Celebrating my Nona on Mother's Day
Happy Mothers Day to all the moms out there! From kisses on boo boos to cures for broken hearts, moms always know what to do and say. They have one of the hardest jobs in the world, and that’s in addition to whatever their day job may be. It wouldn’t be right if I didn’t take this opportunity to say happy Mothers Day to my own mother: I love you Mom, I hope you have a great day (but all that pressure is on Dad). But I wanted to take this opportunity to celebrate the matriarch of my family and the mother of the bakery, my Nona.
If you’ve been in the bakery in any of the last 50 years, there’s a high chance that you’ve seen Janet around. Like every member of my family, she’s helped bake, sell, clean and do just about everything needed to run a bakery. Huh, that just sounds like what a mom does, doesn’t it? Besides having to help run a business, she had to raise three children, and later, be a grandmother to four more. Anyone that knows my family knows that my Nona wanted a doctor in the family. My cousin is now a nurse, but before that my dad got his PhD in computer science. I’m not sure if that’s what my Nona meant by doctor because she went back to school and became a nurse herself! She left the bakery for a while and became an addictions counselor at the Calder Centre here in Saskatoon.
That alone should be enough to prove how amazing of a woman my Nona is, but I am not stopping there. My cousin and I have always referred to her as the world’s coolest grandma, and that was besides all of her professional accomplishments. When she was younger, Janet practiced kickboxing. There used to be a punching bag that none of the men in the family would use, only her. When she got older, she switched to sword dancing and more self defense classes. It is comforting to know that any would-be robbers would only be putting themselves in harm’s way if they tried messing with my Nona.
Everyone in my family (other than myself), is a fantastic cook and/or baker. That rule most definitely applies to my Nona. Before COVID shut everything down, I would go to her house and we would cook a meal together, teaching me a new recipe each time. Her bolognese sauce has a secret ingredient my mom has been trying to get for years, and now I have the knowledge of exactly what it is! But not to worry, the secret will stay with me forever, sorry Mom. While it was great to learn new recipes, the best part of those cooking sessions was spending one on one time with my Nona. Not every conversation was deep and meaningful, but being able to have those conversations in the kitchen is something I’ll cherish for a long time.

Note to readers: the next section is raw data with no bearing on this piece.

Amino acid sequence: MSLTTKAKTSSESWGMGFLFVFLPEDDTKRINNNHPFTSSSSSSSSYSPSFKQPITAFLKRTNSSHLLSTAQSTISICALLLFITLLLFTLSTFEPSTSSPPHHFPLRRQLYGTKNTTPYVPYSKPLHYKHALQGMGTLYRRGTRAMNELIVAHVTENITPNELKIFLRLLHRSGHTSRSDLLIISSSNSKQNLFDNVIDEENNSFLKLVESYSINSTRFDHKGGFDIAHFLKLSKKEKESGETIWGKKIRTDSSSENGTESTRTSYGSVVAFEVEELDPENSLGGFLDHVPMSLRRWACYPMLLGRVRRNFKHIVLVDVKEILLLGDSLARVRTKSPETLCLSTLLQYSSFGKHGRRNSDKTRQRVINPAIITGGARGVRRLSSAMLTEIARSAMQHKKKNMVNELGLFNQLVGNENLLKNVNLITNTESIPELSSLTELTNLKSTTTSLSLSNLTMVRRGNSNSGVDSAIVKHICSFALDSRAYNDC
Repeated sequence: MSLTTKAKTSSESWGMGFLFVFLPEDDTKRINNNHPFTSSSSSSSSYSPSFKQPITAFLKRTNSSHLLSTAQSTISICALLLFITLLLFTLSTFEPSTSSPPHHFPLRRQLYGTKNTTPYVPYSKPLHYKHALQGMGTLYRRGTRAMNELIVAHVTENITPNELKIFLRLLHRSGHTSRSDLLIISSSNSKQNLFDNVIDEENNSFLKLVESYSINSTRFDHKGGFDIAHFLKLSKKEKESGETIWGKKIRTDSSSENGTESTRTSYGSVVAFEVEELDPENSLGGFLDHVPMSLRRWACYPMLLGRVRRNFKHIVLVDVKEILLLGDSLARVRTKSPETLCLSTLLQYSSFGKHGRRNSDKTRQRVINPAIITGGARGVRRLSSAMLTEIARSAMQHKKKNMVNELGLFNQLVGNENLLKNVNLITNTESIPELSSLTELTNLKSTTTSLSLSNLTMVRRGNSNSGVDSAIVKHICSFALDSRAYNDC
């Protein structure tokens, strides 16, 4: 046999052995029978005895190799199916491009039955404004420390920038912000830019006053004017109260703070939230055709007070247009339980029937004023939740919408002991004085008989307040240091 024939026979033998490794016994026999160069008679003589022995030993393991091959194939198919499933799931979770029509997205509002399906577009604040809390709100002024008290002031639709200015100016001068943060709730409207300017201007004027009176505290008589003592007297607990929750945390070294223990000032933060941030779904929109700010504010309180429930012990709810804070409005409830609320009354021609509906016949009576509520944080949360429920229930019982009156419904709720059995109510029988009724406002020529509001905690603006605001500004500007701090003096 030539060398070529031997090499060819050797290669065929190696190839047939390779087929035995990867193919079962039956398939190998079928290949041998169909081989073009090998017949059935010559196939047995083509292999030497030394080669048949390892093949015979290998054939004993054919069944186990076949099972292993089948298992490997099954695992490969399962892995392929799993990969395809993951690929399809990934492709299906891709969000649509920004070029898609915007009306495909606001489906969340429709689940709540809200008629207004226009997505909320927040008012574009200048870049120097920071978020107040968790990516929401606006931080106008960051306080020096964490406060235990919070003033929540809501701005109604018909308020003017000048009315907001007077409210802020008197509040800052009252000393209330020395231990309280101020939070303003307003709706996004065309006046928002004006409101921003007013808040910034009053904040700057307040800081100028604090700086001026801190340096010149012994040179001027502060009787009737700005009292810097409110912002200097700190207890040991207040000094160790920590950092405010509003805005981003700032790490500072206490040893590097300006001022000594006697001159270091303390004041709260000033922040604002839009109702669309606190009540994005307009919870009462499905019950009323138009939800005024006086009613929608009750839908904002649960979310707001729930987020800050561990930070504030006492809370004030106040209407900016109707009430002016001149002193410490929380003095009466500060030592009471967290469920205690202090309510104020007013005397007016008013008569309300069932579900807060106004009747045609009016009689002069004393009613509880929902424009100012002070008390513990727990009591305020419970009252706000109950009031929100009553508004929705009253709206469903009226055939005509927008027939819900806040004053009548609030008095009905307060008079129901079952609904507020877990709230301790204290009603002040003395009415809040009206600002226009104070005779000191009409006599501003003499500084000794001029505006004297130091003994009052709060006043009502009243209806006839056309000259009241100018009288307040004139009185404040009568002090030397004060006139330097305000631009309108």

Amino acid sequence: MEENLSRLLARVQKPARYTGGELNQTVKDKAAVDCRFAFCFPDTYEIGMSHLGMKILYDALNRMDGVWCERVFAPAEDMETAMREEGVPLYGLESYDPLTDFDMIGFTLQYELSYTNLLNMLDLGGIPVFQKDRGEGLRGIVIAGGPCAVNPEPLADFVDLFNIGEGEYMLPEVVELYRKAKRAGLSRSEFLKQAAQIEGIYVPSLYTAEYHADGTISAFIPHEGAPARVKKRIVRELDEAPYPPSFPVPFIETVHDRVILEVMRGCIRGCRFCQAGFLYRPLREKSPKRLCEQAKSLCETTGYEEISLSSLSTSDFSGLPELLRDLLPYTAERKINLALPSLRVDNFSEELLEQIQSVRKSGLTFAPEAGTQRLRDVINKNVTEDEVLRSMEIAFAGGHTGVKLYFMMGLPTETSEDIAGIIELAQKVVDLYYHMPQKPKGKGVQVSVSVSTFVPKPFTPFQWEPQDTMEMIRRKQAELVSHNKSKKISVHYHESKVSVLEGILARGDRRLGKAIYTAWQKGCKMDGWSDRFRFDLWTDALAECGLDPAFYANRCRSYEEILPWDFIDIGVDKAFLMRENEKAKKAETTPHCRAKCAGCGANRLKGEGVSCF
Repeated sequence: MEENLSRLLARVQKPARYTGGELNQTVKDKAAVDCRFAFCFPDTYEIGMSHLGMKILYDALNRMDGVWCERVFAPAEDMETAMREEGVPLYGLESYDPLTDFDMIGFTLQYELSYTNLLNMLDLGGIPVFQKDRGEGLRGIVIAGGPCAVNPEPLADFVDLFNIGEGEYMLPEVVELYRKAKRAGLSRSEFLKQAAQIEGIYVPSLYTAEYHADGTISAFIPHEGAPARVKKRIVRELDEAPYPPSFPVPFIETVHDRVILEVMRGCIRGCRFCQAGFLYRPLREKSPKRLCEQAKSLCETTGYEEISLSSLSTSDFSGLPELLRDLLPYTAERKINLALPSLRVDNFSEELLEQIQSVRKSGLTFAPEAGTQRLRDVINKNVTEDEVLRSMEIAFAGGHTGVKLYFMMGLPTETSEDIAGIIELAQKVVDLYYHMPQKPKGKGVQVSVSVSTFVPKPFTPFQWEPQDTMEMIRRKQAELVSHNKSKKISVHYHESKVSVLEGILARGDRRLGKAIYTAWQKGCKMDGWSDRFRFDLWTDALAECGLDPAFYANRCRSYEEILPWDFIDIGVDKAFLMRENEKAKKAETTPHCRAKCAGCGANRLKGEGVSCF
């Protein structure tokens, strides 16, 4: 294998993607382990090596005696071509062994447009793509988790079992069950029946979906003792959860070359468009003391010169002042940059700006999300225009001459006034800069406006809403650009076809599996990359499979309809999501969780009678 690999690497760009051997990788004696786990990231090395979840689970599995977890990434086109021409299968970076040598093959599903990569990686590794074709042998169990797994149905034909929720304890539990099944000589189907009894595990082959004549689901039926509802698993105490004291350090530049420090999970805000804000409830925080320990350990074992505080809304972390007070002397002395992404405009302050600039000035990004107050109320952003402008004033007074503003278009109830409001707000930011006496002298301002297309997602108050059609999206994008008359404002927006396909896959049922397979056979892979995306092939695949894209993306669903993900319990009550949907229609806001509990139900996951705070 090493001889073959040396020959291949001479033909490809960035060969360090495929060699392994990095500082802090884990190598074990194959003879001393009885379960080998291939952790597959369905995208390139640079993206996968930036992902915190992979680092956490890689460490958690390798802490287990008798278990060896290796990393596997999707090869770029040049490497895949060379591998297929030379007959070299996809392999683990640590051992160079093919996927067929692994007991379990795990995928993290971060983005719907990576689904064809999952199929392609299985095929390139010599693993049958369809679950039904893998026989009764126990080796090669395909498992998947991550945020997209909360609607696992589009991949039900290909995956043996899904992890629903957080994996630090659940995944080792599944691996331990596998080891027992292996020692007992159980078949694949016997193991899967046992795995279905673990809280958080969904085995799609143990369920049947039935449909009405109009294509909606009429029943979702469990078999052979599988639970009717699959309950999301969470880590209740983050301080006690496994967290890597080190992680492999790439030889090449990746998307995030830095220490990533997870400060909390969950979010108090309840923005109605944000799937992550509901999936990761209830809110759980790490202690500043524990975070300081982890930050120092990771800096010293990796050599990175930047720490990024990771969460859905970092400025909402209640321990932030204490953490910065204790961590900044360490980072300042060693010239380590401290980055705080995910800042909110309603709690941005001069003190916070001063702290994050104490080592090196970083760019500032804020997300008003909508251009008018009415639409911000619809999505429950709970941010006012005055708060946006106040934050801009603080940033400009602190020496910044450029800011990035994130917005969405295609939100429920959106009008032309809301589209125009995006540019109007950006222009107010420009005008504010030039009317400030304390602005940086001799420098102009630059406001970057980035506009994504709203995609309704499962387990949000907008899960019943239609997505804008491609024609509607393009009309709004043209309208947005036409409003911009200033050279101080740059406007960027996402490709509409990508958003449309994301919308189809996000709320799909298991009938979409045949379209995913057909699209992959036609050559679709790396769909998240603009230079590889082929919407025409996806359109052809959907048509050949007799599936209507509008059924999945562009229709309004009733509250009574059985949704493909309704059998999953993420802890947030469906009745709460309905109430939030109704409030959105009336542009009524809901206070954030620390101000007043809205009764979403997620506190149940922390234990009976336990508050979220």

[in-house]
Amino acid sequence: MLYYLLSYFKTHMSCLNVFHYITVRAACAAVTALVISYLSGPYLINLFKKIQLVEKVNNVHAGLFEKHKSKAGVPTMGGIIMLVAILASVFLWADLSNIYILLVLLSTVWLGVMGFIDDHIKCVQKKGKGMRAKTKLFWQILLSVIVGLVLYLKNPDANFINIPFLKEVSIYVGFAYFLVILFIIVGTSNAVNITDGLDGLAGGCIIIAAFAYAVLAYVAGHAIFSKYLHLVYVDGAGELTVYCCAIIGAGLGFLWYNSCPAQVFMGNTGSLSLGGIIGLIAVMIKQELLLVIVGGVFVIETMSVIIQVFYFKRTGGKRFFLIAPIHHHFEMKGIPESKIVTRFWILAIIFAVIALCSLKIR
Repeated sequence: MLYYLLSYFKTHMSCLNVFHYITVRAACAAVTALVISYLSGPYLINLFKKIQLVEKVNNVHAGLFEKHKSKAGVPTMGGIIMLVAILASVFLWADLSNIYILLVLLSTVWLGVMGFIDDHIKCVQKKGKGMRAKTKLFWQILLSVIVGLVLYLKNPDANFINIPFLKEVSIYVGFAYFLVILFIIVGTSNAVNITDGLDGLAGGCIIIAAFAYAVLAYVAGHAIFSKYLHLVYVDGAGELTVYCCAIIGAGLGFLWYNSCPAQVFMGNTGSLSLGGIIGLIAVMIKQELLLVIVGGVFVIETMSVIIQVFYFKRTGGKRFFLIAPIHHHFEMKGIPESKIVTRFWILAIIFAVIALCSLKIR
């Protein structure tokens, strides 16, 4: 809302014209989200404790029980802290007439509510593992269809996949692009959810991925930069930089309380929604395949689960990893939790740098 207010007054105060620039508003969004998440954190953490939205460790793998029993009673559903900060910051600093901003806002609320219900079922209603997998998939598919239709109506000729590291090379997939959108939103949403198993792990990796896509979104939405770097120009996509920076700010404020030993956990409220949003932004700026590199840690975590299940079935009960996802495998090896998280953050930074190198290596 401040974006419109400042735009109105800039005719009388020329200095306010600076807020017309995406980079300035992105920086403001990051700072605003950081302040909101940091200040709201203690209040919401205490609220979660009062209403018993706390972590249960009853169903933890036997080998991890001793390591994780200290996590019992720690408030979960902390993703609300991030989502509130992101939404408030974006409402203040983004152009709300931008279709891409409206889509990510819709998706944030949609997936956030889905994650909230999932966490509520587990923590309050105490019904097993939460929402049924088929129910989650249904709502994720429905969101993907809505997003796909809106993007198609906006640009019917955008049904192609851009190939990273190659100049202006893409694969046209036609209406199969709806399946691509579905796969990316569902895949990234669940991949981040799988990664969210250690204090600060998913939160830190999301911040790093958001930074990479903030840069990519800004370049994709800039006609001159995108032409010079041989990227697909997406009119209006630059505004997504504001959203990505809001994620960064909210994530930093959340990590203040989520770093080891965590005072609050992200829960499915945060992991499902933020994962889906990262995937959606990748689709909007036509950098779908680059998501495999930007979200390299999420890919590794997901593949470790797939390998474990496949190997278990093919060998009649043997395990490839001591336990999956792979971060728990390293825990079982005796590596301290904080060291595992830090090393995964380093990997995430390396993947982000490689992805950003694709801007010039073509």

When I first moved up to Saskatoon, I didn’t have a place of my own for a while. Of course my Nona wasn’t letting me couch surf, and I was able to live with her until I was able to find somewhere to live. I’m sure she wasn’t too pleased with the mess that came with having a twenty-something year old roommate, but being able to be around her was another thing I’ll always remember. I’m sure she’s not forgetting the night I broke in through a window because I lost my keys. Thankfully she was fast asleep and I didn’t have to deal with a sword-wielding grandma! When I had knee surgery and had to be bed ridden for a week, she once again offered to house me. I don’t think I have a more perfect example of her kindness than the fact that she would bring me breakfast, lunch and dinner every day as I laid on the couch in pain. The meals were obviously delicious and comforting, but just her presence and conversations were the most helpful.
So we have a grandmother and mom who ran a bakery and raised three children and looked after four grandchildren. When no one in the family became a doctor, she went and became a nurse herself. She used that to help people get through some of the hardest times of their lives. She’s also a grandma that could beat up more people than me due to being a martial arts practitioner. She’s a fantastic cook and caring human. I could share countless more stories as to why my Nona Janet is one of my heroes, but I’ll save those for our phone call later today.
I’ll end by thanking her, my mom, and all the other moms in the world for everything they’ve done. Being a mother can be an awfully thankless job for the most part, but we can start to make up for that today and every day going forward.